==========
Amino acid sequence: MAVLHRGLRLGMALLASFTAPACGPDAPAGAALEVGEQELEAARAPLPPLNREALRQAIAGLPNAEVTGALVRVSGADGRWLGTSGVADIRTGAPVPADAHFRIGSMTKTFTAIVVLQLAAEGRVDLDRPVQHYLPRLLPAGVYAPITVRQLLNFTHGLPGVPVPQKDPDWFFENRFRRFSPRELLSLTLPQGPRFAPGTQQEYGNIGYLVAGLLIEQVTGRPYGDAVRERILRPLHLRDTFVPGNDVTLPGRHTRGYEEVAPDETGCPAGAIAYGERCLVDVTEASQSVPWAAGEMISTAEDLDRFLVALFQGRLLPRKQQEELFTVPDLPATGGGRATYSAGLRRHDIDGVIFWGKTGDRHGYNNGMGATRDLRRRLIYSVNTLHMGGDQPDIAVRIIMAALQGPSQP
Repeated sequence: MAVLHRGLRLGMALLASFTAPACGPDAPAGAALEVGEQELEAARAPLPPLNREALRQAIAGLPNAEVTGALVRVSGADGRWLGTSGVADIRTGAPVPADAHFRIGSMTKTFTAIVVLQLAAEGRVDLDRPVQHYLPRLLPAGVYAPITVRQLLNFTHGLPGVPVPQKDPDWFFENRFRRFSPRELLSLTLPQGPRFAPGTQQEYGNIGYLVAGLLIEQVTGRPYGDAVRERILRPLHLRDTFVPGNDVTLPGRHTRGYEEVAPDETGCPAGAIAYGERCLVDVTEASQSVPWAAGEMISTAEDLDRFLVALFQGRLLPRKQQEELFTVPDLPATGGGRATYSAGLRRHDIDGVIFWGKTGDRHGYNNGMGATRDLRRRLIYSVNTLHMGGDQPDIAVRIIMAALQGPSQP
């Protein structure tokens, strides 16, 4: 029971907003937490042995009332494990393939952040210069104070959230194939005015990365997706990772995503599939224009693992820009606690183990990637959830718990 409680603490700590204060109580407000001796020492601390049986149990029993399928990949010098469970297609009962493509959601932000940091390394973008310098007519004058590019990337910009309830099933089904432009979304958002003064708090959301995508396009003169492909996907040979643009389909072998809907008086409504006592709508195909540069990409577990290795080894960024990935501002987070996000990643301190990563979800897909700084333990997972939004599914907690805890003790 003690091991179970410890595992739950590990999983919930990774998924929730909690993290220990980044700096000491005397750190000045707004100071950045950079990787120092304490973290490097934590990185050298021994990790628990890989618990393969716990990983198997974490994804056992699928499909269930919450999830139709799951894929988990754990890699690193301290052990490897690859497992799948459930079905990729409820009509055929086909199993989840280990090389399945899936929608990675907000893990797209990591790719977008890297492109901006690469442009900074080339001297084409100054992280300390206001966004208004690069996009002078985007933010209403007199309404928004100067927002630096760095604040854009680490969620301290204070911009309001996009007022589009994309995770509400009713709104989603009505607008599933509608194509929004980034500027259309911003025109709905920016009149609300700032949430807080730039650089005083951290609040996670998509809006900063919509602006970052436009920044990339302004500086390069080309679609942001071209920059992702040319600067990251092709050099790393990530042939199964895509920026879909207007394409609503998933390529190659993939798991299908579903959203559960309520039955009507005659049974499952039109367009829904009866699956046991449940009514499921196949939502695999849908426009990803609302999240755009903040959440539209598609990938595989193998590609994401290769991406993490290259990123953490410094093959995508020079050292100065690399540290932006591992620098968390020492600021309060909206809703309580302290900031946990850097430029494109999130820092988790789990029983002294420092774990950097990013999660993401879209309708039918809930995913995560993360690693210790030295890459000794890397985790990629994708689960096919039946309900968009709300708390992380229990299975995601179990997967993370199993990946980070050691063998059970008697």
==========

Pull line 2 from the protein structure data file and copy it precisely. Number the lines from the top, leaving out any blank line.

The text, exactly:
Repeated sequence: MAVLHRGLRLGMALLASFTAPACGPDAPAGAALEVGEQELEAARAPLPPLNREALRQAIAGLPNAEVTGALVRVSGADGRWLGTSGVADIRTGAPVPADAHFRIGSMTKTFTAIVVLQLAAEGRVDLDRPVQHYLPRLLPAGVYAPITVRQLLNFTHGLPGVPVPQKDPDWFFENRFRRFSPRELLSLTLPQGPRFAPGTQQEYGNIGYLVAGLLIEQVTGRPYGDAVRERILRPLHLRDTFVPGNDVTLPGRHTRGYEEVAPDETGCPAGAIAYGERCLVDVTEASQSVPWAAGEMISTAEDLDRFLVALFQGRLLPRKQQEELFTVPDLPATGGGRATYSAGLRRHDIDGVIFWGKTGDRHGYNNGMGATRDLRRRLIYSVNTLHMGGDQPDIAVRIIMAALQGPSQP